As you can probably tell, this was a really fun experience for me. And it also made me realize something. Part of my worry was that Pat and I are such different people. I’m an eccentric young adult who still doesn’t have a car and, while well-traveled for someone of my age and means, still has a lot to experience in this world. Pat, on the other hand, is a much more reserved and introspective person who has been driving the same car since she got it over forty years ago and has had a lot more experiences in her life than I have. Without our blogs or Facebook as buffers, I feared we couldn’t connect to each other in the real world because of those differences.

The reality is, we’re both human beings. And that’s really all that matters. We’re both human beings, and human beings have endless ways to connect. Even without a blog or computers to act as connections. Heck, sometimes you just need to meet someone and you can connect with them: my dad met Pat, after only finding out a few hours beforehand that she was coming over to stay, and they immediately got to talking. You’d think they were older friends than I was with her, the way they got on!

Like I said, I had a great time. And so did Pat, even if she didn’t get a T-shirt that said “I SURVIVED A NIGHT WITH THE UNGAR FAMILY.” I was very sad to see her go, but I’m glad we had this chance to connect with each other in the real world. I hope that we get to meet again someday, and that all my future meetings with online and author friends in the real world go just as well.” Because in the end, I think we can all make a connection, no matter what our experiences in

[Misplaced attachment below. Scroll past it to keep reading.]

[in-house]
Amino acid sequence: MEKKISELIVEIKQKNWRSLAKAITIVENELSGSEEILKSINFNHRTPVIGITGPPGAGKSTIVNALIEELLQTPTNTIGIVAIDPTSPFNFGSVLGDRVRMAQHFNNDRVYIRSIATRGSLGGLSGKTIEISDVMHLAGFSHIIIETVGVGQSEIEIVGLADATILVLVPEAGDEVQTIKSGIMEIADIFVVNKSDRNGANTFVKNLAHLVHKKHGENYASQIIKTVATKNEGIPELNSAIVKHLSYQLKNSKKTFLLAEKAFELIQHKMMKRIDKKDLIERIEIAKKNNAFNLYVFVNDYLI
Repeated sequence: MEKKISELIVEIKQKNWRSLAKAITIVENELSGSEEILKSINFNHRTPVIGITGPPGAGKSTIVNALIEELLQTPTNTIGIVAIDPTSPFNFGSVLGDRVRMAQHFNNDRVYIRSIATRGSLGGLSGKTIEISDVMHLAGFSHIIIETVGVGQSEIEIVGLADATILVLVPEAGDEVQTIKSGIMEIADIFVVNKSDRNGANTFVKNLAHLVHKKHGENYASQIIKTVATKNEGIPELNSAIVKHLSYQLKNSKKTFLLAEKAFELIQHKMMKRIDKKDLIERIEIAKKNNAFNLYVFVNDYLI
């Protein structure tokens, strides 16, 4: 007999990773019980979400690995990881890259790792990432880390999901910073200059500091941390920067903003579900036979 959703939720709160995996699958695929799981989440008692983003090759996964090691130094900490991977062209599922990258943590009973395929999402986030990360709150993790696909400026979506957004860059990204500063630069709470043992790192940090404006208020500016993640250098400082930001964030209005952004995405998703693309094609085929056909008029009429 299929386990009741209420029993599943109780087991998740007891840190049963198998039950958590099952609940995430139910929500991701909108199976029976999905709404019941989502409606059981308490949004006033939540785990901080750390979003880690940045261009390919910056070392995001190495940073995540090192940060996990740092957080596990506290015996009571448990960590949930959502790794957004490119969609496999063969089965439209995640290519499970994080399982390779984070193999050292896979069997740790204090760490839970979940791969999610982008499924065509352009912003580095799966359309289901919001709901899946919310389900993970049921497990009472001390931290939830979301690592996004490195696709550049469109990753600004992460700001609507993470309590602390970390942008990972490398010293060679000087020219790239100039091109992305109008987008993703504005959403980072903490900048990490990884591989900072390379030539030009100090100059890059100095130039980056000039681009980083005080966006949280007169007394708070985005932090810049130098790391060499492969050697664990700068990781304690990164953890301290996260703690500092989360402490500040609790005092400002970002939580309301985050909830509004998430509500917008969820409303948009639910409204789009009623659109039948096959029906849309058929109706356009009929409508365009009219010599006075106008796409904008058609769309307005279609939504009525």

Selfie with Pat/

Selfie with Pat.

life have been. And those connections can lead to the most wonderful memories being made.

And if you’d like to meet Pat for yourself, check out her blog here. Trust me, she’s having some really interesting adventures, and you’ll want to keep up with her on them.

*Just remember that before we meet I know who you are and I feel cool with us meeting. Otherwise it could get creepy very fast. And not in a way I like.

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Comments
  1. Pat Bertram says:

    A lovely post, Rami, so kind and very thought-provoking. I too enjoyed our visit. I wondered if the age difference would matter in person (online, we are all ageless), but as you said we are human beings, and humans seem to seek connections of all kinds.

  2. Coco Ihle says:

    Rami, it was great hearing about your dad’s and your visit with Pat. I was another writer/friend with whom she visited. It’s wonderful to be able to connect with online friends in the flesh! Glad you had a good visit!

  3. The disclaimer made me chuckle, especially after you mentioned the horror story inspiring family earlier 😛

    So glad you guys had a great visit!

    I once went on a trip to meet some online friends, so I know the terror (I have unnatural anxiety levels on top of normal nerves) but just like your experience it worked out great and we had a wonderful time.